Thursday, February 02, 2006

Spending Utah's Surplus

...Wherein Tyler is revealed as the evil reactionary bad man we knew he was all along.

Ah, budget surplus. The two words that get certain groups of people all kinds of excited, especially those who see more ways to spend my money. Certain groups of people like editorialists.

But here is the rub - it's a one-year surplus. So here's a proposal - how about limiting, as much as possible, additional growth in annual programs? In other words, dedicate as much as possible to capital expenses (new buildings, new roads, new equipment, other ONE-TIME expenses) as possible, and find money in the current budget (using some now freed-up capital funding) for operations? Hire some new teachers, and pay the current ones more, for the trade-off of building less buildings in the next few years.

If capital funds aren't needed, consider paying off some bonds, protecting our ability to raise capital funds down the road.

(Side note: Is anyone besides me getting annoyed by those UEA "No Excuses" ads? Oh no, Ms. Union Boss. I hateses children. Let 'em play in the street instead. Sheesh.)

But that's just me. I would like to know why we managed to get such a large surplus - obviously the forecasts were overly conservative (and that's good) - but what factors pushed us so far over? Immigration, better economic growth than expected, or we just got lucky?

But since Jamo got this ball rolling, and using this site, here goes. So if I were lord and master, and could get the Legislature to vote my way, here's my breakdown:

Repeal the sales tax on food: $165 million
This is something we should all get behind, as elimnation of this tax will do something to help the working poor - and the rest of us.

Reduce income tax: $60 million
This will reduce the income tax from 7% to 5%. A reduction of the overall tax burden is something I can get behind - as Utah has one of the highest household tax burdens in the country, with the ninth-highest in the nation and the highest in the West - but will we be able to pay for it later? No idea. This is one item where understanding how the surplus happened would be really nice to know.

Public Education: $300 million
Yes, Utah has the lowest per-pupil spending in the nation. Utah also has the fewest tax-payers per student. And unlike some states, Utah doesn't have the land royalties that some states do to get more cash. So something has to give. (A good summary of this is here.)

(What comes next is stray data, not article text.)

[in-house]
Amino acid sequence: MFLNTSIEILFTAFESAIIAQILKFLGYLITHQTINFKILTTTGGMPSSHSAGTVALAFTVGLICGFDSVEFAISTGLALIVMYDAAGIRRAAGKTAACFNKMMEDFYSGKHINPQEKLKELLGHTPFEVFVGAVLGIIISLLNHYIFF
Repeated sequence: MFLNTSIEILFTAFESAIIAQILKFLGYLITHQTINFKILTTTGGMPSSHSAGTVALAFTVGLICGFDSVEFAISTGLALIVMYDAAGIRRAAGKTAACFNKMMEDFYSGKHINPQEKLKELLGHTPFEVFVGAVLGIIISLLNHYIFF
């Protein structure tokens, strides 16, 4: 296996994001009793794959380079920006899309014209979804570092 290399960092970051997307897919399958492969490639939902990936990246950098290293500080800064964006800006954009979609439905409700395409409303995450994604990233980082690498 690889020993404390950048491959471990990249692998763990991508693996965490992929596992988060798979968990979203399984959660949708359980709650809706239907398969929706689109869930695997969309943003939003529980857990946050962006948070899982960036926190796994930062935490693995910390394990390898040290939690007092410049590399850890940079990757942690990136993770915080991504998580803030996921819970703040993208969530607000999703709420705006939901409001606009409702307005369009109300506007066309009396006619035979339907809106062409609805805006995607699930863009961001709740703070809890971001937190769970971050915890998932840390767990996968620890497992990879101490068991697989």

I'll kick in this much - but spend it on "one-time," capital expenses, and scale down capital expenses in future budgets. That will free up some cash for more annual spending (more teachers, better pay, more supplies), spending that will still be there for years to come.

Higher Education: $150 million
Same as above.

Public Safety/Corrections. $100 million
Here, I break my own rule. Because the state of Utah has a problem here, folks. Our
Crime Lab is underfunded, and as a result is falling behind in its duties.

Public safety is the primary purpose of government. This needs to get fixed. Better lab, hire some more technicians, and pay them well enough to hang on to them. And find a way to make these changes permanent - perhaps by taking some of this money to fund other capital needs, and using that money for permanent additions to the crime lab.

Arts/Culture: $0
Yes, I hate warm fuzzy puppies too. Come on. Ask me for a donation - ask me for a donation on my tax form, if you want - but when we are arguing over education dollars, this is frippery.

Healthcare: $0
No using the surplus for expansion of these programs. If you want to put more money into this, find it elsewhere in the budget. Because these expenses will be here next year, and the year after that, and the year after that, and they will only get bigger.

Roads: $70 million
Again, this is chiefly for capital items. Sink as much of this into seismic safety improvements as possible.

Social Programs: $0
Same reason as healthcare.

Economic Development: $0
Go fund your own construction site, developers.

Water Development: $75 million
Again, this is a capital project, and a necessary one. Utah will soon be hitting the limits of its existing water infrastructure, especially along the Wasatch Front. At some point, we will need a pipeline to bring Bear River water to the Wasatch Front - let's start paying for it now.

Rainy Day Fund: $80 million
$80 million here gives Utah a nice round $250 million for bad times. This money would allow the state to react immediately to an emergency - without waiting for federal funds to show up. Any opportunity to build this fund should be taken.

Total = $1,000,000,000

Now, I am 100% certain this will be ignored. But now you know what I think.


At 11:54 PM, Blogger Tyler Farrer said...

I couldn't agree more. Our taxes need to be used for core government functions.

At 6:20 AM, Blogger Maine Man said...

You can be sure that with a $1 billion surplus that next year everyone will increase their spending to avoid letting it happen again.

Tyler, I agree that they should find out why it happened, but then they should replicate the "problem" next year, and the year after that, and the year after that, and...

Then, the proposed tax cuts should be made permanent: no more food sales tax nor income tax.

At 2:50 PM, Blogger Nathan said...

I think it's funny how everyone is so eager to spend the money so quickly. It's burning a hole in the government's pocket. I really hope it doesn't get squandered on stupid things immediately.

Tyler's ideas seem acceptable.


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